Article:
Effect of aromatic ring substituents on the ability of catechol to produce brown carbon in iron(iii)-catalyzed reactions†
Our previous work demonstrated formation of highly insoluble and strongly light-absorbing organic particles in reactions between catechol or guaiacol with Fe(III) under pH = 3 conditions characteristic of aerosol liquid water. This work extends these measurements to reactions of Fe(III) with 2,4-dinitrophenol, 4-nitrocatechol, 4-methylcatechol, 1,2,4-benzenetriol, 1,2,3-benzenetriol (pyrogallol) and coniferaldehyde to better understand the mechanism of particle formation catalyzed by Fe(III). Particles were observed after 2 h of reactions of catechol (43 ± 1% mass yield), 1,2,4-benzenetriol (32 ± 3%), pyrogallol (27 ± 2%) and coniferaldehyde (35 ± 4%), while reactions of 2,4-dinitrophenol and 4-nitrocatechol did not produce any insoluble products. No particles were observed in reaction of 4-methylcatechol after 2 h, however, insoluble products appeared after a 24 h reaction time. Irradiation of a catechol + Fe(III) mixture by 405 nm light was found to reduce (but not fully suppress) the particle yield due to a competition between photodegradation and Fe(III)-catalyzed oligomerization. Particles produced from precursors + Fe(III) solutions were dissolved in organic solvents and analyzed with ultra performance liquid chromatography coupled to a photodiode array spectrophotometer and a high resolution mass spectrometer. Major separated chromophores were identified as dimeric, trimeric, and tetrameric products of precursor molecules. Purpurogallin was identified as a major reaction product of pyrogallol reaction with Fe(III). To test whether this chemistry can occur in more realistic atmospheric aerosols, reactions of biomass burning organic aerosol (BBOA) extracts with Fe(III) were also examined. Two BBOA samples collected under flaming conditions produced no particles, whereas a BBOA sample produced under smoldering conditions resulted in particle formation under both dark and 405 nm irradiation conditions. The results suggest that Fe(III)-catalyzed chemistry can take place in aging BBOA plumes resulting from smoldering fires and make aerosol particles more light-absorbing.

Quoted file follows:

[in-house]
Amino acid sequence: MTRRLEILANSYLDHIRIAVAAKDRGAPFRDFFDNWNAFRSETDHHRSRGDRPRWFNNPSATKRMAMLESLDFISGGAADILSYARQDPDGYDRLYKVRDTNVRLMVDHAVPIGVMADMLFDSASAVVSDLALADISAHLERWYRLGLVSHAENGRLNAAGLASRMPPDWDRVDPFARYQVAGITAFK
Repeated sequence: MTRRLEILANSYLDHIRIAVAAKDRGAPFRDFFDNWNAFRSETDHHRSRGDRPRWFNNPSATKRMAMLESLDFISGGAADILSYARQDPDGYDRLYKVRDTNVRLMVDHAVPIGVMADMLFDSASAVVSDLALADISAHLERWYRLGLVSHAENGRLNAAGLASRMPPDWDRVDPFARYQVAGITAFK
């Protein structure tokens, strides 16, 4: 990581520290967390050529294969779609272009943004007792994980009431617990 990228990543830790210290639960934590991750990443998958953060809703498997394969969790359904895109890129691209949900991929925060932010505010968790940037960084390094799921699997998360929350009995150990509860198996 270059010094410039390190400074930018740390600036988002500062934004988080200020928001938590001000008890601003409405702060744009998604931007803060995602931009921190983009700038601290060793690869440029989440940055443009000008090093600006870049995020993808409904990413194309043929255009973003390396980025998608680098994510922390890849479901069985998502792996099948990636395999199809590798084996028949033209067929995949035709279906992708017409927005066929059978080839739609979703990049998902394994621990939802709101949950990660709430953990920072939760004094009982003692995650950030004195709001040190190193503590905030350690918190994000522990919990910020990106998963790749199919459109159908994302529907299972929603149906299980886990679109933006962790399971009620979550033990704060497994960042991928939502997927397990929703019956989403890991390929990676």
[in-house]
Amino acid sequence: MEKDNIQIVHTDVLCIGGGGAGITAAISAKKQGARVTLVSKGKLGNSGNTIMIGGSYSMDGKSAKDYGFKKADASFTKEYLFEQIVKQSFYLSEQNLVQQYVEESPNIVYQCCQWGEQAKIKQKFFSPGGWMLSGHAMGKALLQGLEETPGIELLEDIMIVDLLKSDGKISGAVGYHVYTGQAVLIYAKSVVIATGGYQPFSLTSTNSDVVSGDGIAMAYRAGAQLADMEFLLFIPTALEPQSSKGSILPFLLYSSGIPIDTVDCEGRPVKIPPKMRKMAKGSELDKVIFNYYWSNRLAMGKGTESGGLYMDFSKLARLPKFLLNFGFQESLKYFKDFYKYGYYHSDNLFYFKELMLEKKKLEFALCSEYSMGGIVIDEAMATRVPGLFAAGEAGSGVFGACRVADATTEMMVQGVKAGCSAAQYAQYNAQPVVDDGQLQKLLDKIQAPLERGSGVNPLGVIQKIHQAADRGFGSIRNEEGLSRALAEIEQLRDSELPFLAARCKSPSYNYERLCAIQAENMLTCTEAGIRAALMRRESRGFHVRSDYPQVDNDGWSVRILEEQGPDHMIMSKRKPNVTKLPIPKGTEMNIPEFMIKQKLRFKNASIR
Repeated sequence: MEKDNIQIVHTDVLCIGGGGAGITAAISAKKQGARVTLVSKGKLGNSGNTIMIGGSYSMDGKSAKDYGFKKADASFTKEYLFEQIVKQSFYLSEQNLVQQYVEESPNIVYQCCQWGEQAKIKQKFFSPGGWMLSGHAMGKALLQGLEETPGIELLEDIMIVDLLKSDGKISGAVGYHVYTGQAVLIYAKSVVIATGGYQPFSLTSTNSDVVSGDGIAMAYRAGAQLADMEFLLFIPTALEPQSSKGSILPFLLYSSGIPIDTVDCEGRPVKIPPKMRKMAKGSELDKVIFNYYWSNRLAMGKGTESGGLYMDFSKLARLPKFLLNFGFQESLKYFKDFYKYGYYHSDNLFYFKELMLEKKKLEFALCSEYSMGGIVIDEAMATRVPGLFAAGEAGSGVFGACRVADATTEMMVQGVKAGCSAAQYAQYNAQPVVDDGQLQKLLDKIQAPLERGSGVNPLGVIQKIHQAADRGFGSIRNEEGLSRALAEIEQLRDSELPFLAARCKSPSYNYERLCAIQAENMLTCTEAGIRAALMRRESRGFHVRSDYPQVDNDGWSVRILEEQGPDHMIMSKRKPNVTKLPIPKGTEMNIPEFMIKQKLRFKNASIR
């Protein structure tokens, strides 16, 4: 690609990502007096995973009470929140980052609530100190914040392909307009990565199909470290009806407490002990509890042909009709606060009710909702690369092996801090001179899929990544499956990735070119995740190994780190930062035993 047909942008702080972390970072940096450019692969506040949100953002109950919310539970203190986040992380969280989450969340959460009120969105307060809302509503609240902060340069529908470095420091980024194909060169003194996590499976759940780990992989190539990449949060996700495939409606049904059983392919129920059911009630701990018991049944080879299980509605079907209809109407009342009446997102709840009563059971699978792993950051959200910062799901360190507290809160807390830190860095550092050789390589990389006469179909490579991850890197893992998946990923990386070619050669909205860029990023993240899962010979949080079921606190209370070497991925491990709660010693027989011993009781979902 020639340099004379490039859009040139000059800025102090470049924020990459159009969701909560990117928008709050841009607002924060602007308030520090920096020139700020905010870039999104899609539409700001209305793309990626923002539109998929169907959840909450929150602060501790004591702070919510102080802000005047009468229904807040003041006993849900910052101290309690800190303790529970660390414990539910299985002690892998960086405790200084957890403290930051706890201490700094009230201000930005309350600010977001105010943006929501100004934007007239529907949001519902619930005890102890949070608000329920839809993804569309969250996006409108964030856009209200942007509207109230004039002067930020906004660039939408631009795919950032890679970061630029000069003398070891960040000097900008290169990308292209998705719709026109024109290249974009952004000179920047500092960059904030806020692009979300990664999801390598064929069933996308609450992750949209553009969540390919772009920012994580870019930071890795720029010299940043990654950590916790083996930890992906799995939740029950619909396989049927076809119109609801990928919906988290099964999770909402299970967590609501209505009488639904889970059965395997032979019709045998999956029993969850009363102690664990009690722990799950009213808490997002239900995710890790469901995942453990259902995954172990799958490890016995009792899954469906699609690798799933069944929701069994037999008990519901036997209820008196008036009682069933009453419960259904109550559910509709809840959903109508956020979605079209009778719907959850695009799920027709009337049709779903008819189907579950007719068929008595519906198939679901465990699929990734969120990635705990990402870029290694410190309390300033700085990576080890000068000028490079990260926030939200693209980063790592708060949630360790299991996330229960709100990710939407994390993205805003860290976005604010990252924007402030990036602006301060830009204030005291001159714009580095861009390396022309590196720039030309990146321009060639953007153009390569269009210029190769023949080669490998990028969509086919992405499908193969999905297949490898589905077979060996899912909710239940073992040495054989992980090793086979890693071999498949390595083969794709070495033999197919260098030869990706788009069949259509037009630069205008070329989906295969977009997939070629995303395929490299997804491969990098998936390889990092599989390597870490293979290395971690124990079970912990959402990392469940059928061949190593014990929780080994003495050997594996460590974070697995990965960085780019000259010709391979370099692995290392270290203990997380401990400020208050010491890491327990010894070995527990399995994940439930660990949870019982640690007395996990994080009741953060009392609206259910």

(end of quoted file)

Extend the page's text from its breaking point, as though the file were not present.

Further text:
- This article is part of the themed collection: Celebrating Environmental Science: Atmospheres’ First Year